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There's no doubt that coconut water is regarded as the most satiating drink. It is fresh, tasty, full of nutrients, and naturally sweet. . The best thing about coconut water is that it helps in balancing the electrolyte in the body, which is lost during exercise or other physical activities.
Coconut water is a popular drink among health conscious people. It is packed with multiple essential nutrients like vitamin C, vitamin B1, potassium, sodium, copper, manganese, selenium, phosphorus, and iron. 
Coconut water has innumerable health benefits. Even so, do you know why it is considered among the safest drinks for diabetics? Let's find out. .
Is Coconut Water Safe For Diabetics?
According to research published in the Journal of Medicinal Food in Feb 2015  , coconut water is very helpful in managing diabetes. In this research, a test was carried out on diabetic-induced rats to find out the effect of coconut water on blood coagulation.
It was found that coconut water along with L-arginine (an amino acid used to treat blood clots and increase blood flow) reduced the concentration of glucose in the rats and also exhibited antithrombic activity.
However, it is advised not to drink coconut water more than 250 ml a day (8 ounces) as it may hike the glucose level in the body and cause adverse effects. If you are taking in/consuming coconut water every day, remember to pick tender green coconuts for water and avoid eating the whitish pulp as it contains more fat and sugar.
Why Is Coconut Water Suitable For Diabetics?
Coconut water is sterile and naturally sweet. It contains two important salts: potassium and sodium which are required by our body to keep blood pressure in check. However, there are many other benefits which make it best for a person with diabetes. They are as follows:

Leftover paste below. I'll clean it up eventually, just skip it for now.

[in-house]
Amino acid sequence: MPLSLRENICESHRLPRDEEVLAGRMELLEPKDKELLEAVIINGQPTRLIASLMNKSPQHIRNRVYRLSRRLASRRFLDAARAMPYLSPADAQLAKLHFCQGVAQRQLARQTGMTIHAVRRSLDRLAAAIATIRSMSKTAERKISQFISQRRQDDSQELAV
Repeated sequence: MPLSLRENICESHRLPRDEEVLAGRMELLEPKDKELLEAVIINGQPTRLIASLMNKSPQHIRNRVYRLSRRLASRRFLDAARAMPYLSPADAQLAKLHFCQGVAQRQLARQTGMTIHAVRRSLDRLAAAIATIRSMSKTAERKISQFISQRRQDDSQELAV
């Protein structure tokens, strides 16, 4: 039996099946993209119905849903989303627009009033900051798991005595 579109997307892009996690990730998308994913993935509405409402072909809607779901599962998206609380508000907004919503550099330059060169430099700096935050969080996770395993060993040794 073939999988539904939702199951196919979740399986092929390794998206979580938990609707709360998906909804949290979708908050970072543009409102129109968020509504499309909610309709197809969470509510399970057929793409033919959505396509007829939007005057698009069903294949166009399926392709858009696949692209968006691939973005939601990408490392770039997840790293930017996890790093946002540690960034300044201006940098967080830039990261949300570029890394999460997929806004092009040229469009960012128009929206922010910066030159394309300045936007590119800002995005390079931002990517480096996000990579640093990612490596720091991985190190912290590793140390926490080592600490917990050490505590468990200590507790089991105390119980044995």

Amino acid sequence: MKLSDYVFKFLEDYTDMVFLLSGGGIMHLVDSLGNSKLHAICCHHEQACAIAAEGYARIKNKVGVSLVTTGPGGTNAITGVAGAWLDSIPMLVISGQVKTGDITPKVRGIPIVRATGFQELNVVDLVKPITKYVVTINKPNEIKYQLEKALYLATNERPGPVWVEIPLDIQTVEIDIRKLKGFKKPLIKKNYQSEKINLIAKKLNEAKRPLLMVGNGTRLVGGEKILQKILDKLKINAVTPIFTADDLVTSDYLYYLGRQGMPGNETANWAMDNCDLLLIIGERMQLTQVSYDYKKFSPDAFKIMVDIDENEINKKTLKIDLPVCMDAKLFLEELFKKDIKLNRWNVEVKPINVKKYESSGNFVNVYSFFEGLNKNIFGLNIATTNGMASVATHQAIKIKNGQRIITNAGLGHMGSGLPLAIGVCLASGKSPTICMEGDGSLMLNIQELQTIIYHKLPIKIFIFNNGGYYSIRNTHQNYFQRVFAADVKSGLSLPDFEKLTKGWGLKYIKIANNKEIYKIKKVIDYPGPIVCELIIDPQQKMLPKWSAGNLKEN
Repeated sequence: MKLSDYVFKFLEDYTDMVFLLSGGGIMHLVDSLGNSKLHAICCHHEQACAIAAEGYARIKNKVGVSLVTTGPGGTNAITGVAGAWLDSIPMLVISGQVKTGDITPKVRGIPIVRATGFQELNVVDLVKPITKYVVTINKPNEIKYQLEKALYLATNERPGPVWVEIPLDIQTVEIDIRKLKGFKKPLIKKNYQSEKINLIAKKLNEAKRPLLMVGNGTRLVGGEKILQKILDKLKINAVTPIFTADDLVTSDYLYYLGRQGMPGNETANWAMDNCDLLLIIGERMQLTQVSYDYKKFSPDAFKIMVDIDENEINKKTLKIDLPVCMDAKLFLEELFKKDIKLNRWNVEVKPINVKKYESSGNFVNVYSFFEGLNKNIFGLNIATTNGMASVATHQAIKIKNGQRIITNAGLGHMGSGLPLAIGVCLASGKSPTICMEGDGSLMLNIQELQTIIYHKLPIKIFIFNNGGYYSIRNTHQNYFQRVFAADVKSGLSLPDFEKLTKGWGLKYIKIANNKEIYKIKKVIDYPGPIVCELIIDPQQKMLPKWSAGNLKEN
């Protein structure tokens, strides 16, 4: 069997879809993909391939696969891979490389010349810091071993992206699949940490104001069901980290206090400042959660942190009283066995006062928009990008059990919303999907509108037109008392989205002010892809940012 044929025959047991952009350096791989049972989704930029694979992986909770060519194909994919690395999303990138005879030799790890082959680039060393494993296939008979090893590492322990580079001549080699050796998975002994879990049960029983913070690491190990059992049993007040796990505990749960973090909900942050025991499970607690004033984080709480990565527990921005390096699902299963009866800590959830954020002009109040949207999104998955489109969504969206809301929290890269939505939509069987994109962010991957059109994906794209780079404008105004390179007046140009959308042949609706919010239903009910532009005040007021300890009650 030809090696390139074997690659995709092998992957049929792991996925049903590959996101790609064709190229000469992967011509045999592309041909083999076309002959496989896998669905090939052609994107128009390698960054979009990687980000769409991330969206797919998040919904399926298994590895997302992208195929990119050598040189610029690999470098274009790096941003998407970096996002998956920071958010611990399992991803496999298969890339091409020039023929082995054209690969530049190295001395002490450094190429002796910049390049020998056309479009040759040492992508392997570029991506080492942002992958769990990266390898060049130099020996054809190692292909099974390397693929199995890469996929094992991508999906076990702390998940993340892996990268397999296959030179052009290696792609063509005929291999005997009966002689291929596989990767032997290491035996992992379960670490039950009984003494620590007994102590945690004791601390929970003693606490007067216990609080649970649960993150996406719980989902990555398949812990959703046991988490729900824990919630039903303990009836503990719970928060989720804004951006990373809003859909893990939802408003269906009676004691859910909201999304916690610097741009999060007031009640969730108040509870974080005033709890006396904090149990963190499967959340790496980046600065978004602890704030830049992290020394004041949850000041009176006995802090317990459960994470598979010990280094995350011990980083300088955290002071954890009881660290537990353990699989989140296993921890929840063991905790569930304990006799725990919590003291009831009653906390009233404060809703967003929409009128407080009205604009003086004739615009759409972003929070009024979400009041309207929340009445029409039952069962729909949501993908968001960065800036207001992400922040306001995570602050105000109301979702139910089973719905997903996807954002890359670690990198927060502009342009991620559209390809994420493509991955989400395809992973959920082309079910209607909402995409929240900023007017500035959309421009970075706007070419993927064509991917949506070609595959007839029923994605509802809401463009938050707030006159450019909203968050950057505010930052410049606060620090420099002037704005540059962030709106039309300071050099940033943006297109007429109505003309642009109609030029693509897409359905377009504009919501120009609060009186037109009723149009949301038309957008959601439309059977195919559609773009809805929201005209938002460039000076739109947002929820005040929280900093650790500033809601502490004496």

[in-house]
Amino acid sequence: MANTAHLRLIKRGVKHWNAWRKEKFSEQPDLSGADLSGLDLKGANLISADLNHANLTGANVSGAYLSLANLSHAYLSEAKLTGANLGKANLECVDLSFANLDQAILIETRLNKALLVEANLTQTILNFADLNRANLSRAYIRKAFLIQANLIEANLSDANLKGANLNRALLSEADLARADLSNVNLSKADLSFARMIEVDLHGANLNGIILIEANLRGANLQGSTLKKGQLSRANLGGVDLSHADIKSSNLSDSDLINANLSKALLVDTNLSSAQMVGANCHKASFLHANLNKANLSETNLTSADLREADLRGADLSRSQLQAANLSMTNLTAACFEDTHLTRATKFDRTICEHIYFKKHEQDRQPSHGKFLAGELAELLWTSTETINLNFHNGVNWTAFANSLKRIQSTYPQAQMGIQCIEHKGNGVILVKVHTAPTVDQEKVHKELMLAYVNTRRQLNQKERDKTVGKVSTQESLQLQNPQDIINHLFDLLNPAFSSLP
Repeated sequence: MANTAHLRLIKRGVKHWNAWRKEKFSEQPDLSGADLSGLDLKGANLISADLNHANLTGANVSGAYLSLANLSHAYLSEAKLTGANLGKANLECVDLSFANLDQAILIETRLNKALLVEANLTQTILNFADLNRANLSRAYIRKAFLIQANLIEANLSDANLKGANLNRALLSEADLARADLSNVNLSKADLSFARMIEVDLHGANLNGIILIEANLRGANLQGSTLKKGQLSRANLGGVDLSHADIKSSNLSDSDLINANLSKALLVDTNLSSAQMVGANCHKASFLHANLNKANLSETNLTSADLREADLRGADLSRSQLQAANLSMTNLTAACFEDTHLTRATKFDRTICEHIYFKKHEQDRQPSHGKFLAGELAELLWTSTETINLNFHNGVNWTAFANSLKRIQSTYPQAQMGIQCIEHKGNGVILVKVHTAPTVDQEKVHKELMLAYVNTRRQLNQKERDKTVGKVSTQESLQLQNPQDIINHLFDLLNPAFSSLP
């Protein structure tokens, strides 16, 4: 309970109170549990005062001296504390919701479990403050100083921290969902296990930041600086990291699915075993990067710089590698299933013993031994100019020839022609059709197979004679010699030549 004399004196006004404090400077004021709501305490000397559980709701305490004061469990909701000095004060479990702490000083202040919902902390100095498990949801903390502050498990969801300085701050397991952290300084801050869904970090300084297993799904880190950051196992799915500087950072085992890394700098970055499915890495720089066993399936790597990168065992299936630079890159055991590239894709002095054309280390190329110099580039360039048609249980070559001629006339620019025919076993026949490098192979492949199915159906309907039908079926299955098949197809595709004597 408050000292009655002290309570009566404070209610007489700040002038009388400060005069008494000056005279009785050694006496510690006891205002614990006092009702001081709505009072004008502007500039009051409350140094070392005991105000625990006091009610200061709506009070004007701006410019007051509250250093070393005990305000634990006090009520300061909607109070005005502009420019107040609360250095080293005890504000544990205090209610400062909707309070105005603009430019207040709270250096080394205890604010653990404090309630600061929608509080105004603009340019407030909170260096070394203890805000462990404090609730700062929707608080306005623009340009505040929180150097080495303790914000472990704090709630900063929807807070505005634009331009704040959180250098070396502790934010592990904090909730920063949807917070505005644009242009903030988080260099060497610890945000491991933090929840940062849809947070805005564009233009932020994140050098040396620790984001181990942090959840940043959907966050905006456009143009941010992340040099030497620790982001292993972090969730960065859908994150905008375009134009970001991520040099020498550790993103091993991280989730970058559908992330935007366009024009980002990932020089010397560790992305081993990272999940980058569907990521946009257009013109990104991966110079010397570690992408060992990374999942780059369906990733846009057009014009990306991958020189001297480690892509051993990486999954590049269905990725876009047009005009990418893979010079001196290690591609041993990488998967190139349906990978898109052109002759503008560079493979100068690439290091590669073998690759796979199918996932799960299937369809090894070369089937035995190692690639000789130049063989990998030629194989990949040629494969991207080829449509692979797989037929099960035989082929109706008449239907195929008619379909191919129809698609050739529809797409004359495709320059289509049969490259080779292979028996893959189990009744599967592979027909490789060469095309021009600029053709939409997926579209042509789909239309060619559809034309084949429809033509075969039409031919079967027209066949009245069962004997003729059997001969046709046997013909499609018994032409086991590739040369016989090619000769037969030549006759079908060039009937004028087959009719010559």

- More fibre: 100 g of coconut water contains 1.1 g of dietary fibre. The fibre helps to keep a track of glucose level in our body. Thus, due to high fibre and low carbs content in coconut water, it is recommended best for diabetics. 
- Essential nutrient: Coconut water is packed with 24 mg calcium, 25 mg magnesium, 0.29 mg iron, 2.4 mg vitamin C, and 3 mcg of folate along with 250 mg potassium and 105 mg sodium, the two important salts required by our body  . These vital nutrients prevent the fluctuations of blood glucose in our body and thus, keep diabetes in check. 
- Helps in weight management: Weight matters a lot in people with diabetes. Coconut water has an excellent tendency to prevent hunger without compromising on essential nutrients due to the fibre in it. Also, antioxidants and omega-3 fatty acids in this sterile water help to maintain body glucose level and prevent gaining excess body weight. 
- Low glycemic index: Coconut water has a low glycemic index which prevents the sudden spike of blood glucose in the body. Also, it helps prevent insulin resistance and type 2 diabetes. 
- Improves blood circulation: Coconut water provides great relief to diabetics by easing their symptoms. It helps to widen the blood vessels and treat the main symptoms of diabetes like numbness, discomforts, and blurred vision caused mainly due to poor blood circulation. 
-  Nuts, coconut water (liquid from coconuts). USDA Food Composition Databases. United States Department of Agriculture Agricultural Research Service. Retrieved on <04.12.2019>
-  Preetha, P. P., Devi, V. G., & Rajamohan, T. (2015). Mature coconut water exhibits antidiabetic and antithrombotic potential via L-arginine-nitric oxide pathway in alloxan induced diabetic rats. Journal of basic and clinical physiology and pharmacology, 26(6), 575-583.
-  Patel, R. M., Jiang, P., Asplin, J., Granja, I., Capretz, T., Osann, K., … Clayman, R. V. (2018). Coconut Water: An Unexpected Source of Urinary Citrate. BioMed research international, 2018, 3061742. doi:10.1155/2018/3061742
-  Liamis, G., Liberopoulos, E., Barkas, F., & Elisaf, M. (2014). Diabetes mellitus and electrolyte disorders. World journal of clinical cases, 2(10), 488–496. doi:10.12998/wjcc.v2.i10.488
-  Preetha, P. P., Devi, V. G., & Rajamohan, T. (2012). Hypoglycemic and antioxidant potential of coconut water in experimental diabetes. Food & function, 3(7), 753-757.
-  Bae, Y. J., Bak, Y. K., Kim, B., Kim, M. S., Lee, J. H., & Sung, M. K. (2011). Coconut-derived D-xylose affects postprandial glucose and insulin responses in healthy individuals. Nutrition research and practice, 5(6), 533–539. doi:10.4162/nrp.2011.5.6.533
-  Alleyne, T., Roache, S., Thomas, C., & Shirley, A. (2005). The control of hypertension by use of coconut water and mauby: two tropical food drinks. West indian medical journal, 54(1), 3-8.